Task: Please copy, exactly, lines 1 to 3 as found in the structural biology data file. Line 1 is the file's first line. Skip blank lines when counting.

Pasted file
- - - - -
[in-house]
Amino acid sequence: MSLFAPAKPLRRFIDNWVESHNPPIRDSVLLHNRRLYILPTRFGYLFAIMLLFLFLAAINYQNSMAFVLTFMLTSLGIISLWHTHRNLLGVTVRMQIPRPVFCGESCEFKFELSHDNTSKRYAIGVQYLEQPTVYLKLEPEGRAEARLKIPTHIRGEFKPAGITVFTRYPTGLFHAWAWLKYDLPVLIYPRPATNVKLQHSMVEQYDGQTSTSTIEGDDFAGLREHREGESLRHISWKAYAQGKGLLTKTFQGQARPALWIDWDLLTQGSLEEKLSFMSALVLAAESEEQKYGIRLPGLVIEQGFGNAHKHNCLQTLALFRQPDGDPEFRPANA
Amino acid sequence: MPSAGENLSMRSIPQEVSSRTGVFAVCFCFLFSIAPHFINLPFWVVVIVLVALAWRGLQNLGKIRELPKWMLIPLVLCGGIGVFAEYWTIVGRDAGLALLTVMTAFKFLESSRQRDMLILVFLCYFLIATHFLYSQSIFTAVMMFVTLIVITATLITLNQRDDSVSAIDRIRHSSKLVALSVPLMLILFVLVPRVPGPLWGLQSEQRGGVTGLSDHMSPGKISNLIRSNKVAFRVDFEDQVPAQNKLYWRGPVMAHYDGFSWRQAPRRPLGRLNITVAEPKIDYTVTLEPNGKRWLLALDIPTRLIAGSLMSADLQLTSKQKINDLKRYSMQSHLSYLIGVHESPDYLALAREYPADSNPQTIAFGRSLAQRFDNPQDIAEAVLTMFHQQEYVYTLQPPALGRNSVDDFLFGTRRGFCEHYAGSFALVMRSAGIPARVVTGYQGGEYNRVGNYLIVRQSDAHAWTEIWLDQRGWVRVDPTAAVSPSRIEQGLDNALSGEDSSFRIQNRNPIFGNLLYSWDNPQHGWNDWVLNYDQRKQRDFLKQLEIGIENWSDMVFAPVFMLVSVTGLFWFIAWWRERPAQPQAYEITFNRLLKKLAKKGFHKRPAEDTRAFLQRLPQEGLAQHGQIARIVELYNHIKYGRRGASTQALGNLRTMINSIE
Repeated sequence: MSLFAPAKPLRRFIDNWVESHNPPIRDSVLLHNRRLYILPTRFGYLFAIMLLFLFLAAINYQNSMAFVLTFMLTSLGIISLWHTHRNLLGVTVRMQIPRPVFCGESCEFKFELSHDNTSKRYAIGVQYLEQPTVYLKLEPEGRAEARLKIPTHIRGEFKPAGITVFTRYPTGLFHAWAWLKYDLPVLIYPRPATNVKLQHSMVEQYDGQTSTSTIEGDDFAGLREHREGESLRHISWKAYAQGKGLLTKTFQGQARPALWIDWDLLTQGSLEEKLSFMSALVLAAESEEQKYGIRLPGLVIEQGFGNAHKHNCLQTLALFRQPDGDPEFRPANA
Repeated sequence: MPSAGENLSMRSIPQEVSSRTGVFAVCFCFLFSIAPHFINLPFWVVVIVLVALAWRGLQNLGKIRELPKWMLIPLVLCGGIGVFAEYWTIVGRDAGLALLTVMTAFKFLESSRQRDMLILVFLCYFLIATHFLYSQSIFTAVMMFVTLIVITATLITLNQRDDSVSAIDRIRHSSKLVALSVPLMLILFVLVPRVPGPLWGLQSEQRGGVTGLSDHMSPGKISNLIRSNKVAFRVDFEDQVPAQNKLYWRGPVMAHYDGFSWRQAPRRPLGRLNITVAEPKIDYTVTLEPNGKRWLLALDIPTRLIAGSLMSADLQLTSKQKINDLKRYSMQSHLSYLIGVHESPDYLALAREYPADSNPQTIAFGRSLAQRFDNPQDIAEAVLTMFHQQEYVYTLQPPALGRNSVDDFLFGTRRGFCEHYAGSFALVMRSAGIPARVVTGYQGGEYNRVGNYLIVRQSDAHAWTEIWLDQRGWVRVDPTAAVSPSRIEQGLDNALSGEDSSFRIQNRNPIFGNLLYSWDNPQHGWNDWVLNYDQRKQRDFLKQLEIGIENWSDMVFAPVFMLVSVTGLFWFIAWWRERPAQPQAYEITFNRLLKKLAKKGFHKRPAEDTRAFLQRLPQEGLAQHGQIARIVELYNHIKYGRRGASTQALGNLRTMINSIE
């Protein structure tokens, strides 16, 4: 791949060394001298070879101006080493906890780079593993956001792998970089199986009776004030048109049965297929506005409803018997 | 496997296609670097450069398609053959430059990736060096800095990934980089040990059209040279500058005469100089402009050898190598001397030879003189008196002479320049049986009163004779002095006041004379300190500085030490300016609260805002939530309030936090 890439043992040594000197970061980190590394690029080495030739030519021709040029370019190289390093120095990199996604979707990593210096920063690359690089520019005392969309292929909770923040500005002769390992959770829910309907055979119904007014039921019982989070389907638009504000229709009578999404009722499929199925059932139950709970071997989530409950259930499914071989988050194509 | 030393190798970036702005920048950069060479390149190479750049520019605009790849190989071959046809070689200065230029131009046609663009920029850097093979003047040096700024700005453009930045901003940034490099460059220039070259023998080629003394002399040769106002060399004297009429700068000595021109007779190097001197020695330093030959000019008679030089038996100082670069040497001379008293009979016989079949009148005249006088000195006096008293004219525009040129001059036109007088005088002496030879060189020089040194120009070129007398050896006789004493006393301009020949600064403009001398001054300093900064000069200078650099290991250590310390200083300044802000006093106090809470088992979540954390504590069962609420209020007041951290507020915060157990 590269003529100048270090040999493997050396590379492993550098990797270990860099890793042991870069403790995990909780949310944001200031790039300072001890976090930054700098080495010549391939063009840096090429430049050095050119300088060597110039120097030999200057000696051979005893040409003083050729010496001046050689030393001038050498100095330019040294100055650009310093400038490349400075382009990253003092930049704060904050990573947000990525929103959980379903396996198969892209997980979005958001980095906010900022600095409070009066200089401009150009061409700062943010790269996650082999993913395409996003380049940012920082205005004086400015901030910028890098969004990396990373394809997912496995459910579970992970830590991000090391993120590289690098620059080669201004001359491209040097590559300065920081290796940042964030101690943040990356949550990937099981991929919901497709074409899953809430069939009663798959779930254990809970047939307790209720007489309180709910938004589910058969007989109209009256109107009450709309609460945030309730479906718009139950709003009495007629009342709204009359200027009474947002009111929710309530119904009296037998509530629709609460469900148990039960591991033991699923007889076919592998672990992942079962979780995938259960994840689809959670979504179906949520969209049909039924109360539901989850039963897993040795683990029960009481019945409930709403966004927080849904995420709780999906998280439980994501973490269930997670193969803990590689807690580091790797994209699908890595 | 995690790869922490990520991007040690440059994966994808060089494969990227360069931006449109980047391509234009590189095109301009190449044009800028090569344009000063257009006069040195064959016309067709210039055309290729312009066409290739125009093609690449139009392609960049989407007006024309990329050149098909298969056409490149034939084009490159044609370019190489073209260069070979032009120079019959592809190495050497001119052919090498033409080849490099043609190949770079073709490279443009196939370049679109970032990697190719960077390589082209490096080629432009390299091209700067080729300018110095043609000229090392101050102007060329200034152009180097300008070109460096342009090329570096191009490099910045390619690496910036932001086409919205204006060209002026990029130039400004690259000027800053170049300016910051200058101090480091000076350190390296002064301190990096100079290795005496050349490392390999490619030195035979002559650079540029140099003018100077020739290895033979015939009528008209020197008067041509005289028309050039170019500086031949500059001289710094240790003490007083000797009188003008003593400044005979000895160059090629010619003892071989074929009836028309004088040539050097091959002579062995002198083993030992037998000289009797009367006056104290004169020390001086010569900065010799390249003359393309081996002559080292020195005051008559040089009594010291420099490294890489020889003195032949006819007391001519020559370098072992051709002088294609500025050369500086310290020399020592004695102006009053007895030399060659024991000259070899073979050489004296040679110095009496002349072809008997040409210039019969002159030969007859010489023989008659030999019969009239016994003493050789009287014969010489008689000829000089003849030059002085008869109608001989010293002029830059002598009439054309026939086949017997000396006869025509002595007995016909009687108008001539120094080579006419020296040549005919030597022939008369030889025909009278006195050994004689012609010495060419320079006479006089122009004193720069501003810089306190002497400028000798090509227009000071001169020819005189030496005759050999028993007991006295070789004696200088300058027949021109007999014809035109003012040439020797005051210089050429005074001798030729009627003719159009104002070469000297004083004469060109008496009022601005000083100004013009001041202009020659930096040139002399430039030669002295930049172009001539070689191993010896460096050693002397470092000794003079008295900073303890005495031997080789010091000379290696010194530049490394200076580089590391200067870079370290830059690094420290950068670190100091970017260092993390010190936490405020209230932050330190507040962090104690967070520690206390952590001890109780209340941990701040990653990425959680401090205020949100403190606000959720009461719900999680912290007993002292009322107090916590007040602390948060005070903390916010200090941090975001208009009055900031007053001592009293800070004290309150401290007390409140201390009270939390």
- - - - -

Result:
[in-house]
Amino acid sequence: MSLFAPAKPLRRFIDNWVESHNPPIRDSVLLHNRRLYILPTRFGYLFAIMLLFLFLAAINYQNSMAFVLTFMLTSLGIISLWHTHRNLLGVTVRMQIPRPVFCGESCEFKFELSHDNTSKRYAIGVQYLEQPTVYLKLEPEGRAEARLKIPTHIRGEFKPAGITVFTRYPTGLFHAWAWLKYDLPVLIYPRPATNVKLQHSMVEQYDGQTSTSTIEGDDFAGLREHREGESLRHISWKAYAQGKGLLTKTFQGQARPALWIDWDLLTQGSLEEKLSFMSALVLAAESEEQKYGIRLPGLVIEQGFGNAHKHNCLQTLALFRQPDGDPEFRPANA
Amino acid sequence: MPSAGENLSMRSIPQEVSSRTGVFAVCFCFLFSIAPHFINLPFWVVVIVLVALAWRGLQNLGKIRELPKWMLIPLVLCGGIGVFAEYWTIVGRDAGLALLTVMTAFKFLESSRQRDMLILVFLCYFLIATHFLYSQSIFTAVMMFVTLIVITATLITLNQRDDSVSAIDRIRHSSKLVALSVPLMLILFVLVPRVPGPLWGLQSEQRGGVTGLSDHMSPGKISNLIRSNKVAFRVDFEDQVPAQNKLYWRGPVMAHYDGFSWRQAPRRPLGRLNITVAEPKIDYTVTLEPNGKRWLLALDIPTRLIAGSLMSADLQLTSKQKINDLKRYSMQSHLSYLIGVHESPDYLALAREYPADSNPQTIAFGRSLAQRFDNPQDIAEAVLTMFHQQEYVYTLQPPALGRNSVDDFLFGTRRGFCEHYAGSFALVMRSAGIPARVVTGYQGGEYNRVGNYLIVRQSDAHAWTEIWLDQRGWVRVDPTAAVSPSRIEQGLDNALSGEDSSFRIQNRNPIFGNLLYSWDNPQHGWNDWVLNYDQRKQRDFLKQLEIGIENWSDMVFAPVFMLVSVTGLFWFIAWWRERPAQPQAYEITFNRLLKKLAKKGFHKRPAEDTRAFLQRLPQEGLAQHGQIARIVELYNHIKYGRRGASTQALGNLRTMINSIE